It was the zealous young rebel she had lent her magic to, but oh, how he had changed. He wore dark robes, and his golden crown seemed darkened to black. His eyes still shone, but the fervor she’d taken for idealism now seemed feverish, not quite safe. You want to see someone what works black magic, that’s him right there. A chill crept over her heart.
The sorceress swallowed and curtsied as best as she was able, arthritic joints and all. “Your Majesty.”
The king inclined his head, so young and handsome. “Sorceress.”
She tasted her doom as she rose and met his eyes. “To what do I owe the honor of this summons?”
He clasped his hands and leaned back in his throne. “You’re here to discuss your new accommodations.”
She cocked her head, confused.
“I’m afraid you cannot be allowed to remain in my kingdom. You are far too dangerous.” Though he looked as handsome as ever, his voice creaked worse than the sorceress’s old joints.
Tyrants oft replaced tyrants, it seemed. “Nothing went wrong,” the sorceress protested. “You got your throne. I never asked for more than what was fair.”
The king looked down at his lap, almost chastened, humble. “That potion I drank could have cost me my soul.”
She eyed him warily. I’m not so sure it didn’t.
The king snapped his fingers and a flame arose in the palm of his hand. “It is a magic I have yet to master myself.”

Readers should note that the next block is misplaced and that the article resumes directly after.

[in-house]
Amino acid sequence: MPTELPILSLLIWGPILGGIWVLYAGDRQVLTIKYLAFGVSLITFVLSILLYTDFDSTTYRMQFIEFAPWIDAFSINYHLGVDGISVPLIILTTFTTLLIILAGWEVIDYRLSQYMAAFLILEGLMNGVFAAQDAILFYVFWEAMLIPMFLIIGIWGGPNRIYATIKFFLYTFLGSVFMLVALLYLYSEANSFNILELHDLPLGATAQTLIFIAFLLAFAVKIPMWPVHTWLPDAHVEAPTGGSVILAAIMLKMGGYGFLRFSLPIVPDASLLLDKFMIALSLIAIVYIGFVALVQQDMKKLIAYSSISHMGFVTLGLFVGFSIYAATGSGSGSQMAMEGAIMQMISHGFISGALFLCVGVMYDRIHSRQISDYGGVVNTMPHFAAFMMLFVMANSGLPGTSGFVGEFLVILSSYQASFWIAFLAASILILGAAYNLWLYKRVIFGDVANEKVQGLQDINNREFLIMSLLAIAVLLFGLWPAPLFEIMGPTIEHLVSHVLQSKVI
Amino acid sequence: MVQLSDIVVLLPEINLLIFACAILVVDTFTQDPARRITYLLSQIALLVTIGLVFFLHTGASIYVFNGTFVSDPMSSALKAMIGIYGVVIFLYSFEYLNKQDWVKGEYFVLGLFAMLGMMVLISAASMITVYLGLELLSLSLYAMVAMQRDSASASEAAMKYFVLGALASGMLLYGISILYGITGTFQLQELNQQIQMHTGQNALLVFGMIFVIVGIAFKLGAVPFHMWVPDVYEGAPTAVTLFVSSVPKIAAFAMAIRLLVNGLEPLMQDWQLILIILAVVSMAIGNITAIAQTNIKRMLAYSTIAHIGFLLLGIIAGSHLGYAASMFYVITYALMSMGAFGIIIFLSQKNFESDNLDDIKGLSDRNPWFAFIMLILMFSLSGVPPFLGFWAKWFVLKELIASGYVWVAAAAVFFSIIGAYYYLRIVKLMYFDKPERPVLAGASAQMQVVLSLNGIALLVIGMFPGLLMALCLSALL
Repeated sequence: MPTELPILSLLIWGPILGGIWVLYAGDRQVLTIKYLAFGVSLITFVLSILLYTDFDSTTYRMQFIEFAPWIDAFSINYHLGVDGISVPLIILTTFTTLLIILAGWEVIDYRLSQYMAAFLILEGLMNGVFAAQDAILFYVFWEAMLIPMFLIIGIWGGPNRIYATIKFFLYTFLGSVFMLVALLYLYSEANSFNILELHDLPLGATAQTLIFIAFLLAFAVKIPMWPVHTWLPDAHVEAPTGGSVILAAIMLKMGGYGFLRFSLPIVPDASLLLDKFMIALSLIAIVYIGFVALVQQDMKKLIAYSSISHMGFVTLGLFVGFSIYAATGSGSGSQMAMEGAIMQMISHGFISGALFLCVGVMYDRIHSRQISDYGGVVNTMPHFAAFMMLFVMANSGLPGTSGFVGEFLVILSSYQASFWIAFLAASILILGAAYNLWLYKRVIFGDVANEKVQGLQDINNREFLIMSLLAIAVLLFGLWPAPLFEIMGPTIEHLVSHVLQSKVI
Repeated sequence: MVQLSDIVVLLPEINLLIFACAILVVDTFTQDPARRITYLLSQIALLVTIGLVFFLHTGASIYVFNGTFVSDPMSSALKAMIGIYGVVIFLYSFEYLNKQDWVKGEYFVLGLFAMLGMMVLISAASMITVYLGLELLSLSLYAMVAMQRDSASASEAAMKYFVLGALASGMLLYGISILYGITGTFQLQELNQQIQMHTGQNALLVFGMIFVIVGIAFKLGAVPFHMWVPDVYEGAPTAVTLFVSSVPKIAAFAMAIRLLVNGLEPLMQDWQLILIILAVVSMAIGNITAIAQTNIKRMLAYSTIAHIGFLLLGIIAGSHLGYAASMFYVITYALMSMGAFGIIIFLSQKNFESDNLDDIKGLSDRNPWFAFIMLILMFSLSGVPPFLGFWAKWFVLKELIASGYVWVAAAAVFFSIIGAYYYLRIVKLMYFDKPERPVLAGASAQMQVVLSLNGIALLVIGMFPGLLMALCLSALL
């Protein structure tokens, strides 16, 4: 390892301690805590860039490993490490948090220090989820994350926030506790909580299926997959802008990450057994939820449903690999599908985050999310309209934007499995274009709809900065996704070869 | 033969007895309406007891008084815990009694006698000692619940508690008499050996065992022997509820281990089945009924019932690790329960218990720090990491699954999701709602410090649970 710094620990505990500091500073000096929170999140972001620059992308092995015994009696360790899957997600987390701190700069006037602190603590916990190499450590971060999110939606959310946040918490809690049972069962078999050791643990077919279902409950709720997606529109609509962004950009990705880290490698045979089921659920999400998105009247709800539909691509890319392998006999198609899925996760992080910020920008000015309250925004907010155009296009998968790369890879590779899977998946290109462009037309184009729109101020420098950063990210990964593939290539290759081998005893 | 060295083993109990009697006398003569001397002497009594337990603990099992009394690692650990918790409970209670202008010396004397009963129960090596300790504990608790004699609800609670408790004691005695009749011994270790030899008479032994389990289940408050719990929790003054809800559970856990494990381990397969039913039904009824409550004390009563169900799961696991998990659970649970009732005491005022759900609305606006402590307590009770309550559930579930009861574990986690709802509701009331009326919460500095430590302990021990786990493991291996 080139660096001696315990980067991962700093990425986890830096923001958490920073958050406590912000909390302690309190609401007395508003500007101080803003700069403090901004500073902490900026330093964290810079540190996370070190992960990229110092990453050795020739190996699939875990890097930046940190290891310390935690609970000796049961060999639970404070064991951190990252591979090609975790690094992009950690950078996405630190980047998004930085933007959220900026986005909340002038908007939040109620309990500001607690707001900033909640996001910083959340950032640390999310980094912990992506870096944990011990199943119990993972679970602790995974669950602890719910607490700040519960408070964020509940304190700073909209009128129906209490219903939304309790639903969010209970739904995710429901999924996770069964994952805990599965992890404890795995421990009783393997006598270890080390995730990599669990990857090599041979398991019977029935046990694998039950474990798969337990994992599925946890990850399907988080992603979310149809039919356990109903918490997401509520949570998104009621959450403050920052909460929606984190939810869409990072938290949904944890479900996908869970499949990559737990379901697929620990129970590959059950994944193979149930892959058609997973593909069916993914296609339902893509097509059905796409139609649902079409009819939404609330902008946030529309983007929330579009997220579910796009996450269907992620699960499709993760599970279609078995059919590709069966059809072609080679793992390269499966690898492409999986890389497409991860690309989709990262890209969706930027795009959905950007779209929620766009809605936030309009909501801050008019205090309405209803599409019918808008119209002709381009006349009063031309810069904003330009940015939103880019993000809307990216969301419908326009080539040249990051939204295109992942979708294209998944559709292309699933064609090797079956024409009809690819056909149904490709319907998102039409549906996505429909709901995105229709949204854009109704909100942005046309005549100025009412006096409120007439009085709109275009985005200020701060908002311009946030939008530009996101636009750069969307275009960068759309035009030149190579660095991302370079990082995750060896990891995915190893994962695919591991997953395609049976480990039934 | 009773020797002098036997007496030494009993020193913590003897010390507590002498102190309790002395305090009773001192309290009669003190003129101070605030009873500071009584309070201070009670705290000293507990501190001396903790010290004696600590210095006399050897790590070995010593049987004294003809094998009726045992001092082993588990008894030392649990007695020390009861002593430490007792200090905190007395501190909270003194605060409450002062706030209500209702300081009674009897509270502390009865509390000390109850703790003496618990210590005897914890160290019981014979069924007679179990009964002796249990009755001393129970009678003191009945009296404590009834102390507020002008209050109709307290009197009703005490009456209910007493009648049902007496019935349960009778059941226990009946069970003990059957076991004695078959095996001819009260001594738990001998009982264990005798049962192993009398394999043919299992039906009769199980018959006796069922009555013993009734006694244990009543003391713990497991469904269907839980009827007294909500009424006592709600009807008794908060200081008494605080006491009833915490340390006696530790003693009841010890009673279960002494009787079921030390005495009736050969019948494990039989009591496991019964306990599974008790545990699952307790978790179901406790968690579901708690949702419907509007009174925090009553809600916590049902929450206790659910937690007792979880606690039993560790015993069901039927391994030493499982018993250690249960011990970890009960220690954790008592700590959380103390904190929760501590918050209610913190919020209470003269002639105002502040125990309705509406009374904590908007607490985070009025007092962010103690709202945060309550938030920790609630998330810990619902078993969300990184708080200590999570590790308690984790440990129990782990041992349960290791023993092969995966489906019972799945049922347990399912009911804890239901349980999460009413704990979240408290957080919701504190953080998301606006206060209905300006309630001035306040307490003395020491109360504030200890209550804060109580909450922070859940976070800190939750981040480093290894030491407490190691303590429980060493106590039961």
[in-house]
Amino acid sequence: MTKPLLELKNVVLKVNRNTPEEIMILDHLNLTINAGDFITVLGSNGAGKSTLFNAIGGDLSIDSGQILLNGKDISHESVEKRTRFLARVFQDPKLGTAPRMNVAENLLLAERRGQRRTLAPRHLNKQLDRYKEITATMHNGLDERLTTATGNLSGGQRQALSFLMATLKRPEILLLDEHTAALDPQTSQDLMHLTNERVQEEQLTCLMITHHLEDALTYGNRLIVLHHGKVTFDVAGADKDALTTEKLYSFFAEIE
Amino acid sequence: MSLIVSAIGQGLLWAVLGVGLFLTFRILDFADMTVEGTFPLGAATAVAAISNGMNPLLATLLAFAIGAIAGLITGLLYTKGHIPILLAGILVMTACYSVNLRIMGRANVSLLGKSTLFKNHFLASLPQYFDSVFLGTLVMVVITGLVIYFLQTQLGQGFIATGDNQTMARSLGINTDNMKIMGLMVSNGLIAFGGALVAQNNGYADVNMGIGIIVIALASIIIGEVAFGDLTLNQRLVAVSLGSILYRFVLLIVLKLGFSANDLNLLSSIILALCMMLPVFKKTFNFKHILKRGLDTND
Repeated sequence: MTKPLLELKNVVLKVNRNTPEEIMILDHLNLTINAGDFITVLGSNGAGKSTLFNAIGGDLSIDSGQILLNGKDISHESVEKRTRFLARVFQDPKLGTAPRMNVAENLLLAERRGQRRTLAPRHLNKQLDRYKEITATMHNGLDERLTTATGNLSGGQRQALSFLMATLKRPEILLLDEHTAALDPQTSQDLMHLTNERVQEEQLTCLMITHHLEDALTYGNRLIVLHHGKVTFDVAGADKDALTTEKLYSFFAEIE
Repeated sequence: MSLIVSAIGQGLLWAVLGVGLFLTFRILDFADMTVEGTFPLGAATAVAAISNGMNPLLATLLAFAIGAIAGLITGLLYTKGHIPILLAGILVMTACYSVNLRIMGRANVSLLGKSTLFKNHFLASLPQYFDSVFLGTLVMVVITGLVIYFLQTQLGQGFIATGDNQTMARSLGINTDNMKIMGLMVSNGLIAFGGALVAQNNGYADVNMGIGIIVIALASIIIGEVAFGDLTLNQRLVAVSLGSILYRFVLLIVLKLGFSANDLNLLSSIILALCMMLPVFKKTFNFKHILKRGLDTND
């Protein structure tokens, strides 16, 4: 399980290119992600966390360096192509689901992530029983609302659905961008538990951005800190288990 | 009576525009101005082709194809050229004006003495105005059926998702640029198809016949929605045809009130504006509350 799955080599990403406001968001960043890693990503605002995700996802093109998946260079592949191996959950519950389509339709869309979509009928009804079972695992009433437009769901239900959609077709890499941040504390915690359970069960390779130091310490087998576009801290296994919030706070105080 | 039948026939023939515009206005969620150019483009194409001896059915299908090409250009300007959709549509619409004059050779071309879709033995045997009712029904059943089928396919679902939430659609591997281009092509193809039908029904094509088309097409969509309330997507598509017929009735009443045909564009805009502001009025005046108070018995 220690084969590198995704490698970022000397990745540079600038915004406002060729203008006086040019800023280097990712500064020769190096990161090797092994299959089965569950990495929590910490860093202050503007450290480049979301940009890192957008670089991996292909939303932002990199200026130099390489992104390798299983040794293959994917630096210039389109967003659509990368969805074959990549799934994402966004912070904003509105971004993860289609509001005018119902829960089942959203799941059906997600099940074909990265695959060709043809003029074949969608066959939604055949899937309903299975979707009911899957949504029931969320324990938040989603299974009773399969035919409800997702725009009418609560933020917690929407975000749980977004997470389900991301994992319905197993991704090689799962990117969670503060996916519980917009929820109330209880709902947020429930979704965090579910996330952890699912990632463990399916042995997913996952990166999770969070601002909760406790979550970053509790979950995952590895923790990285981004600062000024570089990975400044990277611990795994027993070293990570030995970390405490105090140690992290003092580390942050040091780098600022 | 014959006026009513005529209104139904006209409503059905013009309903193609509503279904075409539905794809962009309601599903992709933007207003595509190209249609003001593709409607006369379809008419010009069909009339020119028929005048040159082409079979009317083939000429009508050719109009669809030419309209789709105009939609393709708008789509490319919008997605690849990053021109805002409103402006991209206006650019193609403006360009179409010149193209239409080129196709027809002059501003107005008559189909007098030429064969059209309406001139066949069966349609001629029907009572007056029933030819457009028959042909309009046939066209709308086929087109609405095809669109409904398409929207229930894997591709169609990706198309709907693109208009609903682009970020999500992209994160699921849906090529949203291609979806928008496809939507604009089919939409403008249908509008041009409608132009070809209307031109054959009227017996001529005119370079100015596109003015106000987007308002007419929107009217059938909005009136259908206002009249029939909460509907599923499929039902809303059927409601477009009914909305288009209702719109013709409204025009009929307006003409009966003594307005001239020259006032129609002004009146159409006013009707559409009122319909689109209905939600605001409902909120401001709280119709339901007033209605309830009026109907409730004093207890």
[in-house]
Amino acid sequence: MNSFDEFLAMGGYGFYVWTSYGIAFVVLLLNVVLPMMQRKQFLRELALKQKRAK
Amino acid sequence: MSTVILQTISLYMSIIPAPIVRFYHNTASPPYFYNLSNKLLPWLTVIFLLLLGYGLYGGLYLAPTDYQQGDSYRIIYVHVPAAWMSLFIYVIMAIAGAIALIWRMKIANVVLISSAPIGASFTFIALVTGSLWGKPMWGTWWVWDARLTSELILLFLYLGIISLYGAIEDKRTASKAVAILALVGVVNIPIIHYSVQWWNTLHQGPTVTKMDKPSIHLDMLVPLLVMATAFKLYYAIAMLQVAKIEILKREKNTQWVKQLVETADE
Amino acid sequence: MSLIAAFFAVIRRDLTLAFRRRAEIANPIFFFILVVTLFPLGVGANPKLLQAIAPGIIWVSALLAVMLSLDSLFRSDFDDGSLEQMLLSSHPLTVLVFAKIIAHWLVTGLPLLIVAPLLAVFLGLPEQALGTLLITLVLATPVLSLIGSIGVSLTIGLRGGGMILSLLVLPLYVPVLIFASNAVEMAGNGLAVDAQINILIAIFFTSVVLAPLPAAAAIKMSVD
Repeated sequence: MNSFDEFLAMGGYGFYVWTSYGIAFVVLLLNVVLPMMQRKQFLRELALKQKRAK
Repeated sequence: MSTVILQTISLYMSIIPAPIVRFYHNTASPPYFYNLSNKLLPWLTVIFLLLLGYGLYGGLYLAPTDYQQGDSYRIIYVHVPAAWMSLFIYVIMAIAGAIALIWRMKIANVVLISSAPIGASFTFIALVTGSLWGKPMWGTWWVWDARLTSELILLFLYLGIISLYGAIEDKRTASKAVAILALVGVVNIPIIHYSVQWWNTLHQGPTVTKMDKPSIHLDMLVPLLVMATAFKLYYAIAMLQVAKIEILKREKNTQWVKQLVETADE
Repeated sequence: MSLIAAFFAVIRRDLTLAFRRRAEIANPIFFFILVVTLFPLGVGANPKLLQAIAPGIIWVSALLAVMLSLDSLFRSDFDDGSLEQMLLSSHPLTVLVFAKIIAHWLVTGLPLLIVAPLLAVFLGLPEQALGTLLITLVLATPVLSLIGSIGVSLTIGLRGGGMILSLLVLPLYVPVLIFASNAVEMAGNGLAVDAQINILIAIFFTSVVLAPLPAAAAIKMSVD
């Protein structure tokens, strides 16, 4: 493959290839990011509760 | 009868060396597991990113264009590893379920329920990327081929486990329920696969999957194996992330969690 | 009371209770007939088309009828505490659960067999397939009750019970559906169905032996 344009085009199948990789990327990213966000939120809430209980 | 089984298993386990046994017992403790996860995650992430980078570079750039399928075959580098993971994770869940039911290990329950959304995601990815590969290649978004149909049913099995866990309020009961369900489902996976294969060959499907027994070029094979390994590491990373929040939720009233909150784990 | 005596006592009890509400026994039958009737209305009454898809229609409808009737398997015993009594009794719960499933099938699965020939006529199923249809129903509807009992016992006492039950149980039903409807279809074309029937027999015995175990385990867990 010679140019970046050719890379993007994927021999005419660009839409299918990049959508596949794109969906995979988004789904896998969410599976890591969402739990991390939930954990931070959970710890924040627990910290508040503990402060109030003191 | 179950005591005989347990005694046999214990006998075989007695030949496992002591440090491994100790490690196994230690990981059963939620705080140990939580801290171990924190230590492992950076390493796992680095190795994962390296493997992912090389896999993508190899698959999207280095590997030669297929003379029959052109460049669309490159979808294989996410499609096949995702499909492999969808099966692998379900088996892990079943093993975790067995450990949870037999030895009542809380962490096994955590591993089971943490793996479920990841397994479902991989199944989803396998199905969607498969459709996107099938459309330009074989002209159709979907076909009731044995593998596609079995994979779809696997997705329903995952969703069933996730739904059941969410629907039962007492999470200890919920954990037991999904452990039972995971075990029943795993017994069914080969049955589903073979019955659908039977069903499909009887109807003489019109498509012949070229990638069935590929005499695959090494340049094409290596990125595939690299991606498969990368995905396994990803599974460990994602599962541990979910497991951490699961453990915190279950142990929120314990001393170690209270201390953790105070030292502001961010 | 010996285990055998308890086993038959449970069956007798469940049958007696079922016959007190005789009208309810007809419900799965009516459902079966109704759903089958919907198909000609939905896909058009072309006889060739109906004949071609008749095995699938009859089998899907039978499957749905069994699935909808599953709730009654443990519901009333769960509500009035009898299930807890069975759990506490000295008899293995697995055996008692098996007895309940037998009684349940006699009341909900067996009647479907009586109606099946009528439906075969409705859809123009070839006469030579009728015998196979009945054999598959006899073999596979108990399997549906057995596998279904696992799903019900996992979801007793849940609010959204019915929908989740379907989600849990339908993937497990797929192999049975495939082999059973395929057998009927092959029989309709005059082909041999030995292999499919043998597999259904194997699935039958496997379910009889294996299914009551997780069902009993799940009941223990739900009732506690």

Her mouth dropped open. He didn’t need me; he was testing me. And now that I’ve passed, I fail.
The king gestured grandly at the mirror. “Behold your new home.”
The sorceress crept forward, squinting. The mirror did not reflect her surroundings. Instead, it showed an unfamiliar land, hilly, with brown grass and wildflowers . . . and a tiny boxy house.
An old sorceress is nothing more than an old woman. Both are easily tossed aside. Well, not if she had anything to say about it. She scrunched up her face. “Can’t live in a tiny place like that.” It was humiliating, that’s what it was. Sent away to live in a box. Pet toads and mice got more respect. She crossed her arms. “You’ll never make me go.”
“You may fight me, if you wish,” said the king. “I am younger than you, and stronger. I will take your magic, your will and your life. Go, and your magic remains to you—if only inside the house.”
Something rattled in her chest; her extremities suddenly went cold and dry. Yet there remained a spark of hope inside her, waiting to be stoked into a flame. “I can keep my magic?”
The king nodded slowly, his face a mask.
While I have magic, I have hope. She pulled her shawl about her, and hunched over, her steps halting and slow. Let him think she was cowed, let him forget she was aught but a retiring old woman, no fight left in her. She knew better. With a deep breath, she entered the mirror, and walked towards the house little than more a casket, more a prison than any home she’d ever known.
From that day forth, she lived there, the greatest sorceress in seven worlds, now forgotten and ignored by eight. She spruced up and stretched the interior with her charms, so it was spacious as a sprawling manor. She practiced her magic and she schemed in her heart.
And then came a knock on her door.